Stock image of a peacock buttefly sitting on wild flowers

Taking part in the annual Big Butterfly Count was found to reduce anxiety by almost 10%. © Jack Soldano/ Shutterstock.

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Counting butterflies can reduce anxiety

Taking part in the UK’s Big Butterfly Count has been found to reduce anxiety by almost 10%.

As well as helping scientists collect data, citizen science projects could have the mutual benefit of enhancing mental wellbeing and nature connectedness among participants.

If you feel a sense of calm when watching butterflies, you are not alone.

A new study by the wildlife charity Butterfly Conservation has revealed that counting butterflies can reduce anxiety and increase feelings of connectedness to nature.

Researchers surveyed people before and after taking part in the 2022 Big Butterfly Count, a UK-wide citizen science project in which participants spend 15 minutes recording the number and type of butterflies they see.

The results, published in Biological Conservation, showed that this brief tuning in to nature reduced anxiety by 9% on average. Participants also reported that they noticed butterflies more often for around six to seven weeks after taking part in the count.

Data collected from the Big Butterfly Count is used to monitor the numbers of different butterfly species in the UK. Butterflies react very quickly to changes in their environment, so they are a good indicator of the overall health of an ecosystem.

Citizen science projects like this are vital to help scientists understand how populations of species are changing. While data collection and raising awareness of conservation have been their primary objective, the bonus impacts that the simple act of taking part has on participants has so far received less consideration.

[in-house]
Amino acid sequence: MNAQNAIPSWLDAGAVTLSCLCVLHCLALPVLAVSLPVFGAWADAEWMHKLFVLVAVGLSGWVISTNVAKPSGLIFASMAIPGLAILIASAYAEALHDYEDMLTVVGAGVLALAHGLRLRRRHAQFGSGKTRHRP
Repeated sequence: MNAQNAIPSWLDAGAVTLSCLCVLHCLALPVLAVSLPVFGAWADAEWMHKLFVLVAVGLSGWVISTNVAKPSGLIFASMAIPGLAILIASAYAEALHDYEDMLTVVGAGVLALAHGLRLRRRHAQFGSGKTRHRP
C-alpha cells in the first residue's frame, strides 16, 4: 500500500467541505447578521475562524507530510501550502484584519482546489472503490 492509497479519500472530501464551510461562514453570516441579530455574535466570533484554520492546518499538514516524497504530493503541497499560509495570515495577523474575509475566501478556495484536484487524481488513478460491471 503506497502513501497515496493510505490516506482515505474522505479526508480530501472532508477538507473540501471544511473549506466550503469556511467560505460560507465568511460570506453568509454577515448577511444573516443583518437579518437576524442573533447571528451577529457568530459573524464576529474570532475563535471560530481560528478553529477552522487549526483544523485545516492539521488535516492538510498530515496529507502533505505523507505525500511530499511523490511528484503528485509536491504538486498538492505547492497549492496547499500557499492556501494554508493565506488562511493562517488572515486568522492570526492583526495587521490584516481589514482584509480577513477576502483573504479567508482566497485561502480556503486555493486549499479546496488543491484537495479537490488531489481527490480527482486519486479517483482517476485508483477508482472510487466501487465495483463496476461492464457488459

Dr Blanca Huertas, Principal Curator of butterflies at the Natural History Museum, says, “it is very important that people get involved in citizen science projects as the benefit is mutual. It is a way for people to engage with nature, feel helpful and connect with others.”

“It is also very important to have an ‘army’ of helpers collecting data. Scientists don’t always have the resources to collect data or continue long-term monitoring programmes, so it is really valuable. We need lots of data to answer big questions about the world and the problems nature and the planet is encountering.”

A `Big Butterfly Count' poster set in a wild flower garden to help children and others identify different types of butterfly

Taking part in citizen science projects like the Big Butterfly Count could help people become more connected to nature. © Barking/ Shutterstock.

Why is nature connectedness important?

Nature connectedness refers to how connected an individual feels to the natural world and is used as an important measure of the relationship between people and the natural world.

A growing body of evidence shows how an increase in nature connection leads to an increase in human wellbeing and pro-environmental behaviours where people are more motivated to protect the natural world. Therefore, trying to find solutions to improve nature connectedness is essential for conservation and restoring biodiversity.